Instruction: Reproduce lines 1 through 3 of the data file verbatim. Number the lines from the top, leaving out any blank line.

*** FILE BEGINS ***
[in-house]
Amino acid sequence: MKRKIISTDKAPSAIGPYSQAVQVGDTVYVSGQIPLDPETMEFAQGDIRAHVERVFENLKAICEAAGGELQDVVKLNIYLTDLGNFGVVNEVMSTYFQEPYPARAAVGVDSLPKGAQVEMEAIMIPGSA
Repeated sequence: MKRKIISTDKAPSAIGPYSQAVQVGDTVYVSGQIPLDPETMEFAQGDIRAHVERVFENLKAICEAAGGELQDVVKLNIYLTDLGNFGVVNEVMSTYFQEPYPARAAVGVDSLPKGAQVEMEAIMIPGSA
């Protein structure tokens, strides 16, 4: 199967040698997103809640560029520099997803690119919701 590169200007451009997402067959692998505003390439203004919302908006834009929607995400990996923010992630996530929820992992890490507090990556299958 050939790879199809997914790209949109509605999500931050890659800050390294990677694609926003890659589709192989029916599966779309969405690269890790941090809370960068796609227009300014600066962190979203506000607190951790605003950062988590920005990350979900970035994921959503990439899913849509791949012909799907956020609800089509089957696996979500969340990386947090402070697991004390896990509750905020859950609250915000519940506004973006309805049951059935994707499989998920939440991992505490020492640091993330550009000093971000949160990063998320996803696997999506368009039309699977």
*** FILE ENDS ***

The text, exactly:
[in-house]
Amino acid sequence: MKRKIISTDKAPSAIGPYSQAVQVGDTVYVSGQIPLDPETMEFAQGDIRAHVERVFENLKAICEAAGGELQDVVKLNIYLTDLGNFGVVNEVMSTYFQEPYPARAAVGVDSLPKGAQVEMEAIMIPGSA
Repeated sequence: MKRKIISTDKAPSAIGPYSQAVQVGDTVYVSGQIPLDPETMEFAQGDIRAHVERVFENLKAICEAAGGELQDVVKLNIYLTDLGNFGVVNEVMSTYFQEPYPARAAVGVDSLPKGAQVEMEAIMIPGSA